Antipsychotic Drug Impact on Dopaminergic Neurons

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Antipsychotics are used to treat people diagnosed with schizophrenia by blocking dopamine receptors, specifically the D2 subtype. These drugs all increase dopamine in the extracellular to a similar extent by increasing firing rate and synthesis of new dopamine. However, the drugs vary on the rate of synthesis and the amount of dopamine’s metabolite, DOPAC. Previous research has shown this might be due to the difference of antipsychotic drugs’ affinity to the D2 autoreceptor. The purpose of this study is to explain the variability of antipsychotic drugs on the differences in DOPAC levels and dopamine synthesis rates. The way chosen to study this is through a computational model that records the amount of dopamine and DOPAC molecules in certain compartments of a neuron over a certain time. This model includes all known mechanisms and pathways in which dopamine and DOPAC can be created, transported, and metabolized. By studying the changes in levels of dopamine and DOPAC and the pathways involved, one can make conclusions about the area(s) that a drug acting on a dopaminergic neuron effects. When using antipsychotic drugs, the model showed that there was a difference between the leak of dopamine molecules out the vesicles into the cytosol depending on the drug used. The greater the ability the drug had to penetrate the membrane of the neuron and eventually vesicular membrane, the greater the amount of dopamine leaked out of the vesicle. The higher leak value directly correlated to higher cytosolic DOPAC levels and dopamine synthesis rates of the cytosolic pathway. These results explain another possible mechanism of the drug that controls synthesis rates besides D2 receptor activity.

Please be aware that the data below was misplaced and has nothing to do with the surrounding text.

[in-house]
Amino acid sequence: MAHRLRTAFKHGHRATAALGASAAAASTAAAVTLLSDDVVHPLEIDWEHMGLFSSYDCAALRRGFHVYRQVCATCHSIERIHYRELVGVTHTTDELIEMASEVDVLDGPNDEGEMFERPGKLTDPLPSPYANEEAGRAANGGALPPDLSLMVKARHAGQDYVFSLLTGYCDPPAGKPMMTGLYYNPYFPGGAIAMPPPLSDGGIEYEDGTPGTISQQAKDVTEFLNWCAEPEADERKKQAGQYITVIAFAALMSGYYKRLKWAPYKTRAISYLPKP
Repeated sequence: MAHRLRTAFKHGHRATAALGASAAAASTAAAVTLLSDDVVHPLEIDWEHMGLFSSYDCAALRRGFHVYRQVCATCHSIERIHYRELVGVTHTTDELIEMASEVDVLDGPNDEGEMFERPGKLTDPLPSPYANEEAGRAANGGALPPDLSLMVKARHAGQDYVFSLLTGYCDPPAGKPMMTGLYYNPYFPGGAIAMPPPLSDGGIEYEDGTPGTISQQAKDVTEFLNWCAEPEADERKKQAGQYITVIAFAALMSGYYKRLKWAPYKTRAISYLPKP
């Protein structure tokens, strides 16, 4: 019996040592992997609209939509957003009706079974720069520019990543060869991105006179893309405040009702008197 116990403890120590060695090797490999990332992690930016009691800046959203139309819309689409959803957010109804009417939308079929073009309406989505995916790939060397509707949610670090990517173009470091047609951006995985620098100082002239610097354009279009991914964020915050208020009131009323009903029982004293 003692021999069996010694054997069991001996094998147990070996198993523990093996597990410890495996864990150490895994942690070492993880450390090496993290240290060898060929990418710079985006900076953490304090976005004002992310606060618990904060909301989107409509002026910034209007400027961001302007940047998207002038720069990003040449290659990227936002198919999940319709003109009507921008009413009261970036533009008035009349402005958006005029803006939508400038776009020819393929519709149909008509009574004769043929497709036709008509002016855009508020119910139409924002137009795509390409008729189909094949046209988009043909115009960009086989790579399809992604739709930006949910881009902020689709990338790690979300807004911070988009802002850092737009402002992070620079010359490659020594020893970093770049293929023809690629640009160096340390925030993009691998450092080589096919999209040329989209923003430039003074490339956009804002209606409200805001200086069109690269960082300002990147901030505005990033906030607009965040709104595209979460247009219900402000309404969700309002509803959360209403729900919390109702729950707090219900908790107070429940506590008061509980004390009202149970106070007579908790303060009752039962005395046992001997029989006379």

Biological Sciences: 2nd Place (The Ohio State University Denman Undergraduate Research Forum)


dopamine, d2 antagonist, antipsychotics, haloperidol, vesicular alkalinization, DOPAC